The trick is to smoke the meat and not make the meat smoke

Kingsford Charcoal Caddy

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In my continuing effort to get my grilling area organized, I picked up a new grilling gizmo that seems to perfectly fit a need of mine. It is the Kingsford Charcoal Caddy and I’m going to describe it here and give my preliminary impressions. Based on some posts on various message boards, it seems to be the real deal and is built to last several years in all kinds of weather. Truth be told I wasn’t even looking for this storage unit. I was on The Container Store website looking for something completely different when I spotted the Charcoal Caddy.

The Kingsford Charcoal Caddy is a plastic container with a translucent main body and a “Kingsford Blue” lidded top. It is intended to hold a 20 or 22 pound (9.125 - 10 Kg) bag of Kingsford brand charcoal and actually hold it in the bag. The container measures 10” x 14” x 19” (25.33 x 35.5 x 48.25 cm) and has a handle along the back edge and a lid/pour spout at the front edge. The length and width are approximate as measured from the top. The clear base that holds the charcoal is actually tapered and gets narrower towards the bottom. It can hold any type of charcoal except Match Light type charcoal which has lighter fluid mixed in as part of the coals. I am not sure of the reason for this, but I only plan to put lump in this container. The plastic is BPA free which is important for a container holding what you are going to use to cook your food. The Charcoal Caddy is widely available. I got mine at The Container Store where it sells for $14.99. Actually I had enough faith in them that I bought two.

This container solved some of the charcoal storage problems I had. For one I didn’t like storing bags of charcoal in my basement. Particularly in the winter when my bulkhead might be snow covered and frozen. I would keep the bags in my Ranger pickup’s extended cab behind the seat. This was fine for 15 pound (6.8 Kg) bags of briquets, but the bigger 22 pound (10 Kg) bags of Wicked Good lump for my BGE were awkward to get in and out. I often park my truck out in front of the house when I have company and walking up and down a slippery hilly driveway with a bag of charcoal was an adventure. The other thing that changed for me is the grill gazebo that will now give me year round cover over my grill. I am not sure I would want to leave this container completely exposed to the elements, but under cover but outside sure. Now this isn’t actual experience, just a feeling. Another nice feature is the translucent base which allows you to see the level of the charcoal you have left. Also this should be a lot neater to use. You aren’t handling dirty dusty bags of charcoal and getting “squirted” with charcoal dust when resealing the bags. If you’ve ever handled charcoal bags you’ll know exactly what I am talking about. Now in my case the bags of Wicked Good Lump that I used were wider than the 10” (25.33 cm) width of the Charcoal Caddy. This meant I couldn’t keep the charcoal in the bag inside of the Caddy, but the contents of the 22 pound (10 Kg) bag of lump fit inside of the Charcoal Caddy with no problem.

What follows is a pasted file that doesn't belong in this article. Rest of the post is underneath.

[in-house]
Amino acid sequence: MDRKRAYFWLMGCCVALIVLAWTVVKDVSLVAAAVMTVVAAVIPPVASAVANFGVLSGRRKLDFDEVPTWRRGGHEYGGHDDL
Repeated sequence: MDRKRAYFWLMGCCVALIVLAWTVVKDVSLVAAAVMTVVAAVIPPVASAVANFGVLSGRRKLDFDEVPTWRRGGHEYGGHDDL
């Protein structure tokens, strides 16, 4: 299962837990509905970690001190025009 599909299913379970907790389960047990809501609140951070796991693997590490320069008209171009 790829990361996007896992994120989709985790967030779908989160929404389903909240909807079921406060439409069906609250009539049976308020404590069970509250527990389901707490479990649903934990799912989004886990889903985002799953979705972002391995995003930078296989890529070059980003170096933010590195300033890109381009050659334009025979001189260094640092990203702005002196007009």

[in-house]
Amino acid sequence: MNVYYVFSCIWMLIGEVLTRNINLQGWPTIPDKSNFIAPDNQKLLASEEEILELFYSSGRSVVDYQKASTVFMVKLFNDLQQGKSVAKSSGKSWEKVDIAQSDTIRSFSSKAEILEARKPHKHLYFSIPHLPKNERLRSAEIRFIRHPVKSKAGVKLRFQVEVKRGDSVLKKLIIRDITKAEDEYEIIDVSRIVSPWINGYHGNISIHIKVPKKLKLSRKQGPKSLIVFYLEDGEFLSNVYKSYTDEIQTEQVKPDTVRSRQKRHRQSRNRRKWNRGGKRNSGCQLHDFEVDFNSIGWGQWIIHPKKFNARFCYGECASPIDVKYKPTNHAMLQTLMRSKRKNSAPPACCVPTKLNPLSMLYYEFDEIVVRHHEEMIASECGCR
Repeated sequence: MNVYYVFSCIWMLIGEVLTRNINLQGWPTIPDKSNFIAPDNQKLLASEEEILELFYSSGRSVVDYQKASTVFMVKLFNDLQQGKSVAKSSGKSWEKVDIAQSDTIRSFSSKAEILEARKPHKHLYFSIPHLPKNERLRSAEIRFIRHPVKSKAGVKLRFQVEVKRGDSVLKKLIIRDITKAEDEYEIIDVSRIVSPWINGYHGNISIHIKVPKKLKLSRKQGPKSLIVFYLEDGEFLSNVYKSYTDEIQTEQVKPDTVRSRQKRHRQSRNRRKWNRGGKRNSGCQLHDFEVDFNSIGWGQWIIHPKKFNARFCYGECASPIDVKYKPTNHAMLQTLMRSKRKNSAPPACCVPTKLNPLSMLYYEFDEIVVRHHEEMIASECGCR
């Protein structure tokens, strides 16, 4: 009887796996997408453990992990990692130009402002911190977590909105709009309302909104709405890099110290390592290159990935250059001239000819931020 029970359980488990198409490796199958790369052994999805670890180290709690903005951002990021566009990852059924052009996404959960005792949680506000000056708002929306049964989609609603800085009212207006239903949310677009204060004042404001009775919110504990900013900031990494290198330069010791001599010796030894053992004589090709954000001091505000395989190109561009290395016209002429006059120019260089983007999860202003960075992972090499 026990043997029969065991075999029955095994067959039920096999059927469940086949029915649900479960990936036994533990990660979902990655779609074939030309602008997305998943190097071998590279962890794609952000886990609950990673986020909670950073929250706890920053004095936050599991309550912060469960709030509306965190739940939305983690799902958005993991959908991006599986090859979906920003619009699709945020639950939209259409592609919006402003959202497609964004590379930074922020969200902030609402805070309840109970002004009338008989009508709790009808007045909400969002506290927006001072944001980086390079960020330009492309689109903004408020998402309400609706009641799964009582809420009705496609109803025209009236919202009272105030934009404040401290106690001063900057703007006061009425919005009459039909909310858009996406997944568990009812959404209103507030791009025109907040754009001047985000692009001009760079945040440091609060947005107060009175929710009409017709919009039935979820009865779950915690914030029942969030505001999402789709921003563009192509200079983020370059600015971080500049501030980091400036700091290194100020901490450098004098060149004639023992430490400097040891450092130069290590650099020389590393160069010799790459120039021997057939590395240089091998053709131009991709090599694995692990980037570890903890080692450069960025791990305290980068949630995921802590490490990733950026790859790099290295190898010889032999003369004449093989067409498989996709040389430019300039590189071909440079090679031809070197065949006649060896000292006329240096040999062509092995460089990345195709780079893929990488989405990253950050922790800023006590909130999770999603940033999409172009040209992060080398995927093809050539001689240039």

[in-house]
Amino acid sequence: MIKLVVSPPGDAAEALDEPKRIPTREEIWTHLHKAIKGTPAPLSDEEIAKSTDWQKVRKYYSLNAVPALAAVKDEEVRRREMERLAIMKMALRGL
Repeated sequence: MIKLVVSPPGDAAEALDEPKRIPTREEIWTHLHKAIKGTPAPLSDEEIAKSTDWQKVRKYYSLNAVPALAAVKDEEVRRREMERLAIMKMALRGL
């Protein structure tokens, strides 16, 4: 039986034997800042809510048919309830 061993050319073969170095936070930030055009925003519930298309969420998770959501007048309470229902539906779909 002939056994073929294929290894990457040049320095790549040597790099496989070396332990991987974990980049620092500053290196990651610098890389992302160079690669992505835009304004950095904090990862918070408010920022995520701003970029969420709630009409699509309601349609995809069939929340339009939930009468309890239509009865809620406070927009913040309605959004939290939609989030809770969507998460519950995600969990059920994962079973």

The construction of the Charcoal Caddy appears to be quite good. The top securely snaps onto the base and I am not at all worried about it popping off as I pour out the charcoal. The lid that you pour through also snaps on securely when you close it, so I feel it will keep the charcoal dry. It was easy enough to pour out the lump, but I did have to shake it a bit to free up some of the extra large pieces of lump that this bag contained. Some of these pieces were the size of two fists side by side. These were the biggest pieces of lump I’ve personally seen and the fact the Charcoal Caddy handled these with relative ease was encouraging.

So there you have it so far. I will write an update to this piece, once I get some more hands on time with this unit and some time has passed. But so far it seems like the perfect solution to my charcoal storage needs.


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